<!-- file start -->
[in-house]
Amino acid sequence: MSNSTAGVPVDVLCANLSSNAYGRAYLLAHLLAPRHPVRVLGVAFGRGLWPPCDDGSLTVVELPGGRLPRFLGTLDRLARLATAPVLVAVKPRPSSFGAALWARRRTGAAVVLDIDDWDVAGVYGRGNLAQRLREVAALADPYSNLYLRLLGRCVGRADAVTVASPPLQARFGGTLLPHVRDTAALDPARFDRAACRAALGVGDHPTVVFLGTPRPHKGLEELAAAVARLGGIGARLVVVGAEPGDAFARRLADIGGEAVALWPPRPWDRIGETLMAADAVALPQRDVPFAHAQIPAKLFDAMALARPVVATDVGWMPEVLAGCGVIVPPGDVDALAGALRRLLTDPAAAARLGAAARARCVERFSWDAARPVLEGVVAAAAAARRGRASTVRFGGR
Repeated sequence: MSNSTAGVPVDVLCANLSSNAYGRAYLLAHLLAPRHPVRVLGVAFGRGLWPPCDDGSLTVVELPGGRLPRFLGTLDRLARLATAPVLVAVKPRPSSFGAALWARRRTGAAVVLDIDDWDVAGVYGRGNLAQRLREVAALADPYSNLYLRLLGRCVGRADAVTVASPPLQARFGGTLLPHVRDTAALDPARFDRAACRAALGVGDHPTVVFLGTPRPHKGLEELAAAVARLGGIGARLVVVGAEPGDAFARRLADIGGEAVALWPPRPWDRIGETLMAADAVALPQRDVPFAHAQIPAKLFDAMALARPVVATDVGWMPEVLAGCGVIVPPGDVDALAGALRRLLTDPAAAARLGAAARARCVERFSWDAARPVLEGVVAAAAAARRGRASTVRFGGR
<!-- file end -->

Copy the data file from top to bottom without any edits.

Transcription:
[in-house]
Amino acid sequence: MSNSTAGVPVDVLCANLSSNAYGRAYLLAHLLAPRHPVRVLGVAFGRGLWPPCDDGSLTVVELPGGRLPRFLGTLDRLARLATAPVLVAVKPRPSSFGAALWARRRTGAAVVLDIDDWDVAGVYGRGNLAQRLREVAALADPYSNLYLRLLGRCVGRADAVTVASPPLQARFGGTLLPHVRDTAALDPARFDRAACRAALGVGDHPTVVFLGTPRPHKGLEELAAAVARLGGIGARLVVVGAEPGDAFARRLADIGGEAVALWPPRPWDRIGETLMAADAVALPQRDVPFAHAQIPAKLFDAMALARPVVATDVGWMPEVLAGCGVIVPPGDVDALAGALRRLLTDPAAAARLGAAARARCVERFSWDAARPVLEGVVAAAAAARRGRASTVRFGGR
Repeated sequence: MSNSTAGVPVDVLCANLSSNAYGRAYLLAHLLAPRHPVRVLGVAFGRGLWPPCDDGSLTVVELPGGRLPRFLGTLDRLARLATAPVLVAVKPRPSSFGAALWARRRTGAAVVLDIDDWDVAGVYGRGNLAQRLREVAALADPYSNLYLRLLGRCVGRADAVTVASPPLQARFGGTLLPHVRDTAALDPARFDRAACRAALGVGDHPTVVFLGTPRPHKGLEELAAAVARLGGIGARLVVVGAEPGDAFARRLADIGGEAVALWPPRPWDRIGETLMAADAVALPQRDVPFAHAQIPAKLFDAMALARPVVATDVGWMPEVLAGCGVIVPPGDVDALAGALRRLLTDPAAAARLGAAARARCVERFSWDAARPVLEGVVAAAAAARRGRASTVRFGGR